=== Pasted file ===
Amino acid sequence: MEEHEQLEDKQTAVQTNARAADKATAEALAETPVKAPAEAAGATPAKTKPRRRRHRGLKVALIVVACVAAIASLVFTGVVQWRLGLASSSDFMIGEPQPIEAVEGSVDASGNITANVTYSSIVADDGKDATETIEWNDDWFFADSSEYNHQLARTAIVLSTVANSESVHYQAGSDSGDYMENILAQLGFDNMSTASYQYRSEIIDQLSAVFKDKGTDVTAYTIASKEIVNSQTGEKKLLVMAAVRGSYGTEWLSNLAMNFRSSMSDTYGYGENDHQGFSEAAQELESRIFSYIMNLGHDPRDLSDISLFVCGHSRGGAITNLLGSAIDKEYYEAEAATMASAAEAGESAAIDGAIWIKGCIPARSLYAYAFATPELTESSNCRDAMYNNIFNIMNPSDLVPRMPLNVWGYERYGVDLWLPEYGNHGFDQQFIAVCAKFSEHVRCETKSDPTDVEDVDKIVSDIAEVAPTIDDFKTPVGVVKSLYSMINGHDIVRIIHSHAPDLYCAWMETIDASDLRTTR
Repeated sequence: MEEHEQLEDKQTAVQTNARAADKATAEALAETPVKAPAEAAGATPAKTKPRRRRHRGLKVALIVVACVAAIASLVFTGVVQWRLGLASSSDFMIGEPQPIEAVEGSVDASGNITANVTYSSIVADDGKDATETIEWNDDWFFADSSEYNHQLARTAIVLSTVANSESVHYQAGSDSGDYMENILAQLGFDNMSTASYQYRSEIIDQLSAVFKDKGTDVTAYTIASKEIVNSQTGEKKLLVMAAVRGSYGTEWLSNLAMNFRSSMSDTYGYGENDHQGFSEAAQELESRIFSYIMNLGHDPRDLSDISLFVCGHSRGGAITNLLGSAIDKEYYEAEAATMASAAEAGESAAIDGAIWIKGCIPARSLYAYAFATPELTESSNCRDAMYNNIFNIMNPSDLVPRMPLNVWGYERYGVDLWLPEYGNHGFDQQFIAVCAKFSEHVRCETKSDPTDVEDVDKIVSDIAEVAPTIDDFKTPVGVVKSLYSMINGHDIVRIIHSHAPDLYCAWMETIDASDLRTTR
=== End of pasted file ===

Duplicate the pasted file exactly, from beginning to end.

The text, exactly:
Amino acid sequence: MEEHEQLEDKQTAVQTNARAADKATAEALAETPVKAPAEAAGATPAKTKPRRRRHRGLKVALIVVACVAAIASLVFTGVVQWRLGLASSSDFMIGEPQPIEAVEGSVDASGNITANVTYSSIVADDGKDATETIEWNDDWFFADSSEYNHQLARTAIVLSTVANSESVHYQAGSDSGDYMENILAQLGFDNMSTASYQYRSEIIDQLSAVFKDKGTDVTAYTIASKEIVNSQTGEKKLLVMAAVRGSYGTEWLSNLAMNFRSSMSDTYGYGENDHQGFSEAAQELESRIFSYIMNLGHDPRDLSDISLFVCGHSRGGAITNLLGSAIDKEYYEAEAATMASAAEAGESAAIDGAIWIKGCIPARSLYAYAFATPELTESSNCRDAMYNNIFNIMNPSDLVPRMPLNVWGYERYGVDLWLPEYGNHGFDQQFIAVCAKFSEHVRCETKSDPTDVEDVDKIVSDIAEVAPTIDDFKTPVGVVKSLYSMINGHDIVRIIHSHAPDLYCAWMETIDASDLRTTR
Repeated sequence: MEEHEQLEDKQTAVQTNARAADKATAEALAETPVKAPAEAAGATPAKTKPRRRRHRGLKVALIVVACVAAIASLVFTGVVQWRLGLASSSDFMIGEPQPIEAVEGSVDASGNITANVTYSSIVADDGKDATETIEWNDDWFFADSSEYNHQLARTAIVLSTVANSESVHYQAGSDSGDYMENILAQLGFDNMSTASYQYRSEIIDQLSAVFKDKGTDVTAYTIASKEIVNSQTGEKKLLVMAAVRGSYGTEWLSNLAMNFRSSMSDTYGYGENDHQGFSEAAQELESRIFSYIMNLGHDPRDLSDISLFVCGHSRGGAITNLLGSAIDKEYYEAEAATMASAAEAGESAAIDGAIWIKGCIPARSLYAYAFATPELTESSNCRDAMYNNIFNIMNPSDLVPRMPLNVWGYERYGVDLWLPEYGNHGFDQQFIAVCAKFSEHVRCETKSDPTDVEDVDKIVSDIAEVAPTIDDFKTPVGVVKSLYSMINGHDIVRIIHSHAPDLYCAWMETIDASDLRTTR